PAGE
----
Jonah Goldberg

There’s been a lot of hand-wringing over the spectacle of presidential candidates campaigning during the Christmas season thanks to the front-loaded primary schedule. But I like it. It provides a nice reminder of how unimportant politics really are.

Think about it. Most of these candidates insist that this is the most important election in our lifetimes. (Funny how they say that every four years.) But if you’re remotely normal, you haven’t spent two minutes in the last few days fretting over Hillary Clinton’s health-care plan or Mitt Romney’s scheme for securing the border.

You may be short on cash, but you probably haven’t set aside time to ponder Mike Huckabee’s 23 percent sales-tax proposal. If you live in Iowa or New Hampshire, you might have been moved by John McCain’s POW-at-Christmas TV ad. You might have thought about how nice Barack Obama’s family seems. Beyond that, you probably wish they’d all just shut up.

In short, the grandeur of the season diminishes all of the candidates because it reminds us of the smallness of their trade.

Washington pundits and politicians have a habit of equating America’s collective political mood with our feelings about our own lives. When Americans say the country is “on the wrong track” — as three-quarters of us now say — the pundits proclaim that Americans are in a “funk” or a “sour mood.” When approval ratings for Congress or the president are in the toilet, news reports call Americans “angry” and the climate “poisonous.” But walk along any American Main Street during Christmas week and you’ll find the atmosphere is hardly poisonous, the mood far from sour.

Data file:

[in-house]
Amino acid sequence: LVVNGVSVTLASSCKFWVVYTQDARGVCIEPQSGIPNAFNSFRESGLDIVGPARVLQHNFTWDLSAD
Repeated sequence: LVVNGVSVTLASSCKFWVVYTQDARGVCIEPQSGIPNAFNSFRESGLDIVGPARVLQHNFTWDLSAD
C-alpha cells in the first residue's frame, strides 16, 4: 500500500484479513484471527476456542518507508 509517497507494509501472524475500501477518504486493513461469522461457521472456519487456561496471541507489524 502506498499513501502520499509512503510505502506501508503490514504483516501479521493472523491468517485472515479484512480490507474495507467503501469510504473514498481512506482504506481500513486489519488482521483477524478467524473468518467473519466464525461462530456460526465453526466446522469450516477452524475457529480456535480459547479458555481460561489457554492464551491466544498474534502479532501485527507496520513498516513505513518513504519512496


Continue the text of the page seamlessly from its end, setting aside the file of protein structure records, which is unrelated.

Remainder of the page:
Obviously, dissatisfaction with the government is hugely important in political terms, and politics are significant. But Washington needs to get over itself. Very few people define their lives politically — a fact for which we should all be grateful.

Imagine if the consumer research division of McDonald’s found that a majority of Americans were dissatisfied with the golden arches or felt that the fast-food industry was on the “wrong track.” No one at Hamburger University would conclude that Americans were in a foul mood. So when voters say they’re unhappy with government, why does that mean Americans are in a bad mood?

It may rate higher than Big Macs and Happy Meals, but politics still accounts for only a fraction of our lives. In Iowa, where residents are told every day for a year that the fate of the world hangs on their vote, fewer than 1 in 10 voters will attend the caucuses. And Iowans are supposed to take “the process” extremely seriously.

Jonah Goldberg

Jonah Goldberg is editor-at-large of National Review Online,and the author of the book The Tyranny of Clichés. You can reach him via Twitter @JonahNRO.
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